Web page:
Patricia Backlar, M.D.
Paperback, Jeremy P. Tarcher/Putnam Book, 1995, 283 pages.
Poignant stories and systematic advice for the ten million families, friends, and care givers of America's schizophrenics. "Anyone who has had the misfortune to be affected, or to have a family member affected, will find this book is a useful and important literary journey".--E. Fuller Torrey
The Broken Brain, The Biological Revolution in Psychiatry
Nancy C. Andreasen, N.D., Ph.D.
Paperback, HarperPerennial, 1985, 278 pages.
The Broken Brainprovides a complete and remarkably readable guide to the new scientific understanding of schizophrenia, severe depression, and other major mental disorders and to the new medications that have already returned hundreds of thousands to more normal lives. Dr. Andreasen's book is also a social manifesto that seeks to remove the shame, guilt, and punishment that are still attached to the mentally ill and, instead, to regard them "as human beings who deserve as much sensitivity...”
The Noonday Demon, An Atlas of Depression
Hardback, Scribner, 2001, 571 pages.
The 2001 National Book Award Winner for Nonfiction.
Solomon draws on his own struggles and that of fellow sufferers. He defines the illness and reveals the subtle complexities and sheer agony of the disease. He describes the vast range of available medications, alternative treatments, and the impact the malady has had on various demographic populations around the world and throughout history.
Prozac and Other Psychiatric Drugs
Lewis A. Opler, M.D.,Ph.D.
Paperback,Pocket Books, 1996, 372 pages.
Overview of common psychiatric disorders and the 50 most frequently prescribed psychiatric drugs .
New Hope for People with Bipolar Disorder
Jan Fawcett, N.D. and Bernard Golden, Ph.D. and Nancy Rosenfeld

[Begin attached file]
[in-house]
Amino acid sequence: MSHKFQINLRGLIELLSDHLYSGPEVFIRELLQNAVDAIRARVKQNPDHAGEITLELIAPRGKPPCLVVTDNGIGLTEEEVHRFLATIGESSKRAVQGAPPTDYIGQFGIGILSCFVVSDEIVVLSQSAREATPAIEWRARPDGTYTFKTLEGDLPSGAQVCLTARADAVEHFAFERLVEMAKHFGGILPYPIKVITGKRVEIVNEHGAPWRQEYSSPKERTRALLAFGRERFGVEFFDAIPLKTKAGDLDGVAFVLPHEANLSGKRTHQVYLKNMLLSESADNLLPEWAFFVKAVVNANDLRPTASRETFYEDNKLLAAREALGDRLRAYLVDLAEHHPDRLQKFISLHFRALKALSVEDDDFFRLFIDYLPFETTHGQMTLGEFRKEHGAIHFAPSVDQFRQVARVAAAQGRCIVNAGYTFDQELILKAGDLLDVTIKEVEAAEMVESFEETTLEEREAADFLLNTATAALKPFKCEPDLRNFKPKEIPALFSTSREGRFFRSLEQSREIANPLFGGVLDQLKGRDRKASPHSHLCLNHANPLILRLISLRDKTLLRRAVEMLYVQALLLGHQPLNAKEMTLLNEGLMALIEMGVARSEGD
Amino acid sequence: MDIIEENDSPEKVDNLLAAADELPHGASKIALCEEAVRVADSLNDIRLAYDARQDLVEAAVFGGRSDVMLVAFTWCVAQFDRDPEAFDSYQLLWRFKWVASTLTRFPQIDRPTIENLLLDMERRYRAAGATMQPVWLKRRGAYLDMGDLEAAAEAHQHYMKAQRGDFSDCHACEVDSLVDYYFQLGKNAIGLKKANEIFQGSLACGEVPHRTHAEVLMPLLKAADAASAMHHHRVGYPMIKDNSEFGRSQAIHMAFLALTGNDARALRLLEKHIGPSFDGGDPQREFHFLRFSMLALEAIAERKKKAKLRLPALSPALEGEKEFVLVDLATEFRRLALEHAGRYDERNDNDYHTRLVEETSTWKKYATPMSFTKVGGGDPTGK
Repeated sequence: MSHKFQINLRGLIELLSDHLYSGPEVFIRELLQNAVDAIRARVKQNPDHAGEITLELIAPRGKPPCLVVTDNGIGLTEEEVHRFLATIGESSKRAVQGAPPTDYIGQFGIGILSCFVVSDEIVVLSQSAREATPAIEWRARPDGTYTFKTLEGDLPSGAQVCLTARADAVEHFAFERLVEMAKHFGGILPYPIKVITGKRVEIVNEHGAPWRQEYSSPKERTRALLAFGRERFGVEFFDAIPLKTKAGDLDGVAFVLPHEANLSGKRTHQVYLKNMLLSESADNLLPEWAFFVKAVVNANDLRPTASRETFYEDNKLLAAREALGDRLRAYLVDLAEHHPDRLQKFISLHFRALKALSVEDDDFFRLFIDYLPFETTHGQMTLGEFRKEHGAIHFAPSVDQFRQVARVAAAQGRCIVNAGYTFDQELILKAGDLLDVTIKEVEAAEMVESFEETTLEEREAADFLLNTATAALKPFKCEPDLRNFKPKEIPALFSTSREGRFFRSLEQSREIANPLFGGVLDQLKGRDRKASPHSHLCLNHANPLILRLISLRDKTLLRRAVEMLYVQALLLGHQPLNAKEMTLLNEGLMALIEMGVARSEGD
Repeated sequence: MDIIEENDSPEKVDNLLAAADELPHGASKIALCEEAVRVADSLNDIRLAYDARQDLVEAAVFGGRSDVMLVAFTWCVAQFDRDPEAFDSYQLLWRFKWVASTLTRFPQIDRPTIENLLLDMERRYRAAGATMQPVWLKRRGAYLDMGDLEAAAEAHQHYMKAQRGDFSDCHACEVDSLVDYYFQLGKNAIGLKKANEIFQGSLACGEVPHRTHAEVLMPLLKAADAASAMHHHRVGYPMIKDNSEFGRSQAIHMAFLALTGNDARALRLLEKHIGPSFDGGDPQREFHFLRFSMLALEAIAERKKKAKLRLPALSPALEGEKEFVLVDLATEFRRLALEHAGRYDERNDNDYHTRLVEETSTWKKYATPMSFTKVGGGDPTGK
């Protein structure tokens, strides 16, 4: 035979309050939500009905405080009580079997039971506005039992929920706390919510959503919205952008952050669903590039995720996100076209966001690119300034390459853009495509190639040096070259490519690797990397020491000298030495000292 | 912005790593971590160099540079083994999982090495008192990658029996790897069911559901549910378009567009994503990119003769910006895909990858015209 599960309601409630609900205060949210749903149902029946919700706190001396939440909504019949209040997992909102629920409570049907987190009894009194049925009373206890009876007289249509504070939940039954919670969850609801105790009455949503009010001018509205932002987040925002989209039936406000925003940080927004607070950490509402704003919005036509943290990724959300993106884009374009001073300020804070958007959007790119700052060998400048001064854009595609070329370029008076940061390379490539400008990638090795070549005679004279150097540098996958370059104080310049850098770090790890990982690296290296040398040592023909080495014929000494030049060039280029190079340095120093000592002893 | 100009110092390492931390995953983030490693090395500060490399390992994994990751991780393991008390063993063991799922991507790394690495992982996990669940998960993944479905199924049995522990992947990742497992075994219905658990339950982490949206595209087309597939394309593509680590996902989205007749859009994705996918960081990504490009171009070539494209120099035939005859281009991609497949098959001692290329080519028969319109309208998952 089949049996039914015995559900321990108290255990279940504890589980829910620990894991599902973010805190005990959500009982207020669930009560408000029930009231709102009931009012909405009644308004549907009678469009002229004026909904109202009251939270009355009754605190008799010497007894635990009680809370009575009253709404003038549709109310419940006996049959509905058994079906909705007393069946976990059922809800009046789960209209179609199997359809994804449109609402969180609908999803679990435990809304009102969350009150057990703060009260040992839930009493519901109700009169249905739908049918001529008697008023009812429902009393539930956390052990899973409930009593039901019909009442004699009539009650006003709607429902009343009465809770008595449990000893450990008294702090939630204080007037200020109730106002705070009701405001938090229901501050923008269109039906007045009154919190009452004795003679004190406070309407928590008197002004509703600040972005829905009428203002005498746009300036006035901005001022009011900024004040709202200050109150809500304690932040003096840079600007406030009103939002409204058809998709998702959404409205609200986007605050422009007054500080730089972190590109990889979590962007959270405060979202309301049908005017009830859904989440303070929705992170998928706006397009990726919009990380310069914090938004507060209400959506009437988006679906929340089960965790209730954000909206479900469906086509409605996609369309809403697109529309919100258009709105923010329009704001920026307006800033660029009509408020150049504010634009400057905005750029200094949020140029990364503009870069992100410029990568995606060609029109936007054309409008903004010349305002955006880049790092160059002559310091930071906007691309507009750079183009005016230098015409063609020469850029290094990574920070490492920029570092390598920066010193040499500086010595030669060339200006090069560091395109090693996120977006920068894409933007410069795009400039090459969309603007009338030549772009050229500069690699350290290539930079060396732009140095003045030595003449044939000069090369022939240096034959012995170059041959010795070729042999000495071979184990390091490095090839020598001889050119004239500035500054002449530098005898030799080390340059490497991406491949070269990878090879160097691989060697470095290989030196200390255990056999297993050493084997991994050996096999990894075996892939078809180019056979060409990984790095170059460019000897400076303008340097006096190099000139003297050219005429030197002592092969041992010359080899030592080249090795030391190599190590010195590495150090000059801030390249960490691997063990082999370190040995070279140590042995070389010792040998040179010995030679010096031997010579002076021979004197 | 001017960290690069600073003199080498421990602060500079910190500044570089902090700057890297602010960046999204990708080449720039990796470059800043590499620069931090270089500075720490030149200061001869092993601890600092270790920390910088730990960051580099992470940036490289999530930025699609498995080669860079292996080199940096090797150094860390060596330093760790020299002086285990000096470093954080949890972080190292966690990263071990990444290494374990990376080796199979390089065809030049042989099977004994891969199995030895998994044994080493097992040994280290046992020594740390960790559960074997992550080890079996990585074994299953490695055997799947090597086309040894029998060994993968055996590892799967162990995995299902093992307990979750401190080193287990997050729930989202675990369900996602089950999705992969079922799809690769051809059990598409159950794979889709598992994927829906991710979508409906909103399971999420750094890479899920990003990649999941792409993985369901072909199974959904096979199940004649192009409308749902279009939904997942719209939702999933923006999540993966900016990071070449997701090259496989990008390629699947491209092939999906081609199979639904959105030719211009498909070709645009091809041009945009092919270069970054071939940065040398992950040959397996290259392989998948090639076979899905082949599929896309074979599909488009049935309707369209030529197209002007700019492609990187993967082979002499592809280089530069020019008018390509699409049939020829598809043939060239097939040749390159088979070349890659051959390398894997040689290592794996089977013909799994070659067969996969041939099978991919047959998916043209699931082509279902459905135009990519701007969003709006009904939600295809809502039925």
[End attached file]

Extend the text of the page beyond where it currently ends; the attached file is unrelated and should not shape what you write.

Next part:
provides up-to-date treatments and compassionate guidance for anyone affected by bipolar disorder—from the recently diagnosed to chronic sufferers and their families.
Depression: What Families Should Know
Elaine Fantle Shimberg
Depression: recognize its symptoms, protect yourself and other family members from "catching" a loved one's depression, what to do when your child is depressed, how to respond to talk of suicide, medical techniques, their advantages and disadvantages, and how to encourage the sufferer to seek professional treatment.
Bipolar Disorder: A Guide for Patients and Families- Francis Mark Mondimore Options for diagnosis and treatment along with new information on the disease's genetic components. information on treatment options, including the advantages, disadvantages, and side effects of various drug therapies.
Welcome to the Jungle: Everything You Ever Wanted to Know About Bipolar but Were Too Freaked Out to Ask - Hilary Smith. Smith offers devastatingly on-target, honest--and riotously funny--insights into living with bipolar and answers some of the hardest questions facing her fellow bipolaristas: Can anything ever be the same again? Am I still me if I take mind-altering meds? Can other people tell I have bipolar? Can I get this thing removed?
Break the Bipolar Cycle: A Day-by-Day Guide to Living with Bipolar Disorder- Elizabeth Brondolo; Very readable text, provides tools to monitor one's own behavior and make lasting changes in one's life. This step-by-step guide offers a complete selection of livable, workable solutions to manage bipolar disorder and helps you: Identify your symptoms, explore your treatment options, stabilize your moods, sharpen your mind, achieve your goals.
The Bipolar Disorder Survival Guide, Second Edition: What You and Your Family Need to KnowThe Bipolar Disorder Survival Guide, Second Edition: What You and Your Family Need to Know - David J. Miklowitz PhD; How can you distinguish between early warning signs of bipolar mood swings and normal ups and downs? What medications are available, and what are their side effects? What should you do when you find yourself escalating into mania or descending into depression? How can you tell your coworkers about your illness without endangering your career? If you have a family member with bipolar disorder, how can you provide constructive help and support?